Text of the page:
Product Review - Galaxy, Ipad, and Tablets In General.
We live in an age where technology encompasses our daily lives. The world wide web is the personification of the ultimate advert, with "Wait, there's more," being undoubtedly true. Then there are the gadgets that house this never-ending web of information and the applications that go with the gadgets. Happily, this technology has greatly benefitted people with disabilities.
With "DON'T PANIC" helping my nerves, as a first time writer for RollingInspiration, I was reminded that we often expect, or hope, that technology will provide all the answers, and simplify life; which is as likely as finding the answer to "life, the universe and everything!"
Most people are aware of Tablets, especially the Samsung Galaxy Tablet and the iPad, the most common Tablets used by people with disabilities (or, at least, by those people who provided me with information). Other Tablets include the Huawei, Motorola and Lenovo. All run on one of the three Tablet operating systems: Android, Mac and Windows Mobile, therefore the information in this article will be applicable to all of these Tablets.
Tablets come with all the bells and whistles that a modern business-person or serious gamer wants. But what about people with disabilities?
Tablets are relatively light and all of them come with various covers or desktop docks that allow the user to stand the Tablet up. Rubber covers also make grasping the Tablets easier. Apple have developed the iPad Smart Cover that stands the iPad up for viewing and lays it down at an angle to type and interact.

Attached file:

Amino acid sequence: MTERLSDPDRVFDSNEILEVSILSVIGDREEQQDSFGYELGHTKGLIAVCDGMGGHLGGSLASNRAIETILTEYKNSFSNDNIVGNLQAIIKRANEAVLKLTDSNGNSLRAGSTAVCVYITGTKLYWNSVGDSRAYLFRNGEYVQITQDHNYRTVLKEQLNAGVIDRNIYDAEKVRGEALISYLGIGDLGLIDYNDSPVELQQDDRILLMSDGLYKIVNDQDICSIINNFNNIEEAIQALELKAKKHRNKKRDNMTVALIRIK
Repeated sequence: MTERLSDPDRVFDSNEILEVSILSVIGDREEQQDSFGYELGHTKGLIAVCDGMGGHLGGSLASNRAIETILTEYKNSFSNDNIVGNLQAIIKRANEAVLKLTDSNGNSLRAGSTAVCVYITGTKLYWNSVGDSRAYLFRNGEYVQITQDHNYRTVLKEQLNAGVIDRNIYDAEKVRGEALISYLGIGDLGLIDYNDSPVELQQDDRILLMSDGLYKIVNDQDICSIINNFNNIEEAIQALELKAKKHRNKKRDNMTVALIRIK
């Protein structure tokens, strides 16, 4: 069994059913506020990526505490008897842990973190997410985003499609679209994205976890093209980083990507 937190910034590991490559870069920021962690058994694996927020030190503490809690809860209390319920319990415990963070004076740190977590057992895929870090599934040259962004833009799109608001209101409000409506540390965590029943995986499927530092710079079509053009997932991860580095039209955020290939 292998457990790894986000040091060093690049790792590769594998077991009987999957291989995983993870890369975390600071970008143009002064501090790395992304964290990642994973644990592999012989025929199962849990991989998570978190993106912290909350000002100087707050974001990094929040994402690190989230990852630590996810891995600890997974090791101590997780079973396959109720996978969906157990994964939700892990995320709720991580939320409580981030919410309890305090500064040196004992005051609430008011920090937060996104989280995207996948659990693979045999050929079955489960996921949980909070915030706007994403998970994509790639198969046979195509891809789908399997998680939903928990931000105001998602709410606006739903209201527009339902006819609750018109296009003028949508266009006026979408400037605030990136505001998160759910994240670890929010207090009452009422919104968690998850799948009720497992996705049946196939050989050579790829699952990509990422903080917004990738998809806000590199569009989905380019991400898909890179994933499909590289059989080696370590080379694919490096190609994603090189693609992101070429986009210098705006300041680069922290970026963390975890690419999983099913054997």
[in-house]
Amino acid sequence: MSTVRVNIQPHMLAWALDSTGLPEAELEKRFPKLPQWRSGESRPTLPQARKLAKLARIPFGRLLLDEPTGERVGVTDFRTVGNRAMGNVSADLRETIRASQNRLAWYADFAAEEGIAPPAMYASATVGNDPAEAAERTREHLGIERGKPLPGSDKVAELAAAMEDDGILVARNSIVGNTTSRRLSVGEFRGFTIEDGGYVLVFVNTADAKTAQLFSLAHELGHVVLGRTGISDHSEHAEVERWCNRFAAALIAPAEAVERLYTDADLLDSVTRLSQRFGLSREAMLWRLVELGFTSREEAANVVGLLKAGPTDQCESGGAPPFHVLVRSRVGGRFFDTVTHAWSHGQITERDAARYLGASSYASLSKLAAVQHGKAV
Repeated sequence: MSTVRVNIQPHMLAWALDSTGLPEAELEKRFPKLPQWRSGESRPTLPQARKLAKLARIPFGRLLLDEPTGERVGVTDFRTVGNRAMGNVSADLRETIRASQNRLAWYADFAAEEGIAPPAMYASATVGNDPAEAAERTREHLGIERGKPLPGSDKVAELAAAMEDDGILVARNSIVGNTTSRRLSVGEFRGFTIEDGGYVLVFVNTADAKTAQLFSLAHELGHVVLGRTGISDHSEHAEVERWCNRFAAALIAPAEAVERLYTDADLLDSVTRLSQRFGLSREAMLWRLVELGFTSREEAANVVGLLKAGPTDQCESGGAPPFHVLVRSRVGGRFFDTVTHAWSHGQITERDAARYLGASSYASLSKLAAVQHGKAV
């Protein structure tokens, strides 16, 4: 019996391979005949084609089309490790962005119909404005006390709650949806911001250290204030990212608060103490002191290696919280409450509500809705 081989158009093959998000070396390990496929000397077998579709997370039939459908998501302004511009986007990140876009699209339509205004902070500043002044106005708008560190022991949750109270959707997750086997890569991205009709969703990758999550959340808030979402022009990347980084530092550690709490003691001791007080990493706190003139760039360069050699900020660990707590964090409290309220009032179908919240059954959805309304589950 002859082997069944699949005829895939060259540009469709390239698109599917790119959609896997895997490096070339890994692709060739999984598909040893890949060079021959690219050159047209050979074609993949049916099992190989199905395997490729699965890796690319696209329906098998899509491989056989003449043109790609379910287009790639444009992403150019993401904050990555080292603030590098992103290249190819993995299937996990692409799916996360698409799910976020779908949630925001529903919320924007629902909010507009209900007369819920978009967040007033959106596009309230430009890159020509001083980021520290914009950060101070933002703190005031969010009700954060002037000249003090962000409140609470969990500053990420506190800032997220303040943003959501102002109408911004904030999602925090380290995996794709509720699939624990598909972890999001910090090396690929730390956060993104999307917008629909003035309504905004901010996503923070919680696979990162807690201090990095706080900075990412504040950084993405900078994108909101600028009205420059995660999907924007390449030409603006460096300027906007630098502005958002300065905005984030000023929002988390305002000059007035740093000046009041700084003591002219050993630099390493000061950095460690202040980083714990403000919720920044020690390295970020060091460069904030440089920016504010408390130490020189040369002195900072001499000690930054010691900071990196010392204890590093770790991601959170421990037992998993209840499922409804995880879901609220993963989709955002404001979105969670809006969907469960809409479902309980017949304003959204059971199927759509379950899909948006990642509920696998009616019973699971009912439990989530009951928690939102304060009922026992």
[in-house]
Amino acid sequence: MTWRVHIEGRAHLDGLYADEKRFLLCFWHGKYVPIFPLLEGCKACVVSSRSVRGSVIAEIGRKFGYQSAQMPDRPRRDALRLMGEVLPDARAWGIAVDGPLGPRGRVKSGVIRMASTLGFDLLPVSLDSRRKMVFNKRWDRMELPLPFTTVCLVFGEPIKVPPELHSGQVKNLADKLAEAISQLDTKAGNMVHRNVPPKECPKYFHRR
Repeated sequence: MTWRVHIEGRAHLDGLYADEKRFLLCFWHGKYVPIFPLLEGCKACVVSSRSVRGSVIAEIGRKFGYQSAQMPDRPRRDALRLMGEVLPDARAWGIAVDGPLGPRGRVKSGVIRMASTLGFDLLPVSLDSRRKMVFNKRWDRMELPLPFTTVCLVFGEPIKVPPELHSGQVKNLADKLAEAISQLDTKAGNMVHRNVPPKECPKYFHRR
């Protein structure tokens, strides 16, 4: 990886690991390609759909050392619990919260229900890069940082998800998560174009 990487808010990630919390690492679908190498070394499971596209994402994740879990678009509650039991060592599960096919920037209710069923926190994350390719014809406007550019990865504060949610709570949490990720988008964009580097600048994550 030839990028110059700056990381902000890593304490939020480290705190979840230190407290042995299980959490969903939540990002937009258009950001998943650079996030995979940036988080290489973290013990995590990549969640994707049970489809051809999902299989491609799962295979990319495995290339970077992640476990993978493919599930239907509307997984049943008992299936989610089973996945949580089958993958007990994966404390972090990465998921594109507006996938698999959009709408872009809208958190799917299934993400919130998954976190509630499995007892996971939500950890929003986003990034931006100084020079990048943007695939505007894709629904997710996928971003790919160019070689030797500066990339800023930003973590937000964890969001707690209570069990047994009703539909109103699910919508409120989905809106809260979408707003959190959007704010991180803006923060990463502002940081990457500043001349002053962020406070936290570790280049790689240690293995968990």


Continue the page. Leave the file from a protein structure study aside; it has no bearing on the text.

For those individuals with sufficient arm movement, it is relatively easy to navigate the touch screens of the Tablets using the thumb or fingers, even if active movement of the fingers is absent or weak.
Tablet keyboards can be enlarged for easier typing, though most of the touch screen keyboards and icons are relatively large from the get-go.
Stylus pens can be used to navigate a Tablet if you have hand or arm movement restrictions, or if you just prefer using a stylus.
Stylus pens are widely available, but do ensure that the stylus you choose can be used on your specific Tablet.
Most stylus pens are approximately 10cm long, lightweight, have a built-in shirt clip and have a soft-touch tip that will not scratch the screen of your Tablet.
Stylus pens are thinner than the average pen or pencil requiring a special writing splint to hold the stylus pen. Writing splints can be made by most Occupational Therapists who work in therehabilitation setting.
The built-in pocket clip makes holding the stylus pen in your mouth difficult for people who lack arm and hand movement. The Cellet Touch Screen Retractable Stylus has all the same features of standard stylus pens, but without the pocket clip. Another alternative is the Pogo stylus, but this only works on iPhones and iPads. These clipless stylus pens, only available online, are not the only ones on the market. I strongly advise that all possibilities should be reviewed and considered.